Citibank, acting under pressure from the New York City government, has declared it will liquidate all its loans to the South African government by next month and plans to make no more such loans "in the foreseeable future."

The new policy by the nation's largest bank was disclosed in a letter this week from bank Vice Chairman Hans Angermueller to New York City Comptroller Harrison Goldin. It came amid recent moves by New York officials to cut off hundreds of millions of dollars in city business from banks and corporations that maintain ties with the Pretoria government.

"This is kind of incredible, isn't it?" said assistant city comptroller Stephen Matthews about the Citibank letter yesterday. "We were talking big bucks here, and money speaks. It's as simple as that."

It was not immediately clear how large Citibank's outstanding loans to the South African government currently are. But Bill Koplowitz, Citibank's director of international public affairs, said yesterday the bank's last dealing with Pretoria came in October 1980, when it lent the South African government $50 million as part of a $250 million loan made by a syndicate that included four other European banks.

Koplowitz said he could not say how much of that loan was still on Citibank's books, but he said the bank's outstanding loans to the South African public sector were "modest, dwindling and will be eliminated" by March 31. He declined to say whether that debt will be liquidated by selling it to other banks or by accelerated repayment by the South African government.

The action by Citibank makes it the latest in a series of major U.S. banks that have moved in recent years to sever their dealings with the South African government in response to pressure from anti-apartheid activists. At least partly as a result, total U.S. bank loans to the South African public sector have dropped from $623 million in June 1982 to $343 million in September 1984, according to Federal Reserve Board figures.

Five states and at least 11 municipal governments -- including the District -- have passed laws mandating the divestment of at least some of their assets from banks and corporations that do business with the South African government. But last summer, the trustees of the New York City Employes Retirement System became the largest pension fund in the country to approve such a policy. That policy could have required the sale of about 222,800 shares of stock that the pension fund held in Citicorp., Citibank's holding company, Matthews said.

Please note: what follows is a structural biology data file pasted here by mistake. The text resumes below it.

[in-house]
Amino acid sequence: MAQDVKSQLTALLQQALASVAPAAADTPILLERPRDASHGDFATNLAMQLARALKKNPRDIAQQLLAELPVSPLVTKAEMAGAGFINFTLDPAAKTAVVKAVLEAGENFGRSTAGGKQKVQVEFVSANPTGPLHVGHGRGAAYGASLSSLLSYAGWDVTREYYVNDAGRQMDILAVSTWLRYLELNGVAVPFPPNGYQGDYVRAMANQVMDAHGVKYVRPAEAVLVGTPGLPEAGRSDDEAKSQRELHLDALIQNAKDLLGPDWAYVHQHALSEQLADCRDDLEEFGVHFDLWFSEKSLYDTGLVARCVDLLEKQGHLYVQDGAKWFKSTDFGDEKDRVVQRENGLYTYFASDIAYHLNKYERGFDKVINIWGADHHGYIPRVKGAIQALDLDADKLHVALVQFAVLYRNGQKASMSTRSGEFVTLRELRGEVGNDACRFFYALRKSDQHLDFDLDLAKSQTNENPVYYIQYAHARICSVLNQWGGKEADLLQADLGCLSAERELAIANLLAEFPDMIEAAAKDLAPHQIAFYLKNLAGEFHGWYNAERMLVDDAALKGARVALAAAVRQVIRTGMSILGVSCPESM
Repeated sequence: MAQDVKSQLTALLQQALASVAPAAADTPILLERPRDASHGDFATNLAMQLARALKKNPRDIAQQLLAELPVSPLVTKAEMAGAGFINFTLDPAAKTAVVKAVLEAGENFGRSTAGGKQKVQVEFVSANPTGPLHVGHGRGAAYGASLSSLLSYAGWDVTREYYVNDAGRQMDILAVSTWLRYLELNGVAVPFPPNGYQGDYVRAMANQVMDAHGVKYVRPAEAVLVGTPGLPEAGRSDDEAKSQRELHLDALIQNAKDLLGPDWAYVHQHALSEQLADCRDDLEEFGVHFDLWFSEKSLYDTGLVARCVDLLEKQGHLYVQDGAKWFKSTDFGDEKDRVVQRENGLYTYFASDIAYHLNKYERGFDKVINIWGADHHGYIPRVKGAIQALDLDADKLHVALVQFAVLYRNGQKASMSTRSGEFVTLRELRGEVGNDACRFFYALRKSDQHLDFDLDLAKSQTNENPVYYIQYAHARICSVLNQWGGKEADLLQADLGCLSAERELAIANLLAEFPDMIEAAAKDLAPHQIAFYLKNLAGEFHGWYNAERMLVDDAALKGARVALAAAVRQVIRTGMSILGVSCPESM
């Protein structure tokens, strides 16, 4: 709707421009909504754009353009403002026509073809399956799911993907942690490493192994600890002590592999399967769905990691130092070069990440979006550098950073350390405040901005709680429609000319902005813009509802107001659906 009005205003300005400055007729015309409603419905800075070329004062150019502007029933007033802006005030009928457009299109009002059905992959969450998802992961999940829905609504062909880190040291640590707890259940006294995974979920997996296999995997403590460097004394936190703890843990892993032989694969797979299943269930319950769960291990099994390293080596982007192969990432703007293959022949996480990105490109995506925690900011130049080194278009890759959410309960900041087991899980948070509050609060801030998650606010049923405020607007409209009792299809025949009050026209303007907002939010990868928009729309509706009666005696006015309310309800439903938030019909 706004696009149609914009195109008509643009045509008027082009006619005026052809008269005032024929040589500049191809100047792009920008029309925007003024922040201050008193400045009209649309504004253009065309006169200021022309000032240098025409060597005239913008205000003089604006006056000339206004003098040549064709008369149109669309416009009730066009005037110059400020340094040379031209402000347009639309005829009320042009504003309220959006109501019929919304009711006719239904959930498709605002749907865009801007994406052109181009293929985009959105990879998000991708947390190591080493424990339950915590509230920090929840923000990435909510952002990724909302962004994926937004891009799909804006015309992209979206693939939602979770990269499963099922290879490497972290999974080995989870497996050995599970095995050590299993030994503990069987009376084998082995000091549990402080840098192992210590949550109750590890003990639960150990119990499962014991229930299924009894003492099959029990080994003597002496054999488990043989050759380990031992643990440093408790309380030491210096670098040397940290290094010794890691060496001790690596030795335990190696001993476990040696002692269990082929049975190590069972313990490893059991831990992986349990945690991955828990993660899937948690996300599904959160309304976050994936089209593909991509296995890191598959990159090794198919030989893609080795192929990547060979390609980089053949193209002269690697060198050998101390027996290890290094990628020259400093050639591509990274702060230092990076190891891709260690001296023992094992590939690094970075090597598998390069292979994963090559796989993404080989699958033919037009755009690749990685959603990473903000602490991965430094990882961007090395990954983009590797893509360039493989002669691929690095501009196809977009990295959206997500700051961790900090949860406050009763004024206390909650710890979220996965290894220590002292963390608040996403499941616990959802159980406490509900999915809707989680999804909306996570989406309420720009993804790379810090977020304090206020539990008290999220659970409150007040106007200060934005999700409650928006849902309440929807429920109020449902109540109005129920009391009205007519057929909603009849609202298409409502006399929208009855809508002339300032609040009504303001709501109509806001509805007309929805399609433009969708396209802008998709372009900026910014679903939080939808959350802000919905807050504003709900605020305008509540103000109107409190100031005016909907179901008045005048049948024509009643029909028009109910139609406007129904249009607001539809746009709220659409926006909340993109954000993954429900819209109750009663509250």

In addition, New York City Mayor Edward Koch this week introduced a new bill that, in most cases, would have prohibited city deposits in banks that underwrite securities or make loans to the South African government. This proposal could have affected about $500 million in city deposits in Citibank, according to Matthews.

Citibank spokesman Koplowitz declined to comment on whether the new policy was a direct result of the New York City initiatives. But he said it was reached by bank management after "an assessment of conditions that affect our business everywhere, both here and in South Africa."

Koplowitz also stressed that the new policy was part of a "continuous" evolution of bank policy relating to South Africa in which Citibank has repeatedly tightened its criteria on the types of loans it will make in that country. After riots in the black South African township of Soweto in 1976, Citibank first declared that it would only approve loans to the government that are of "direct and unique benefit" to the black population in that country.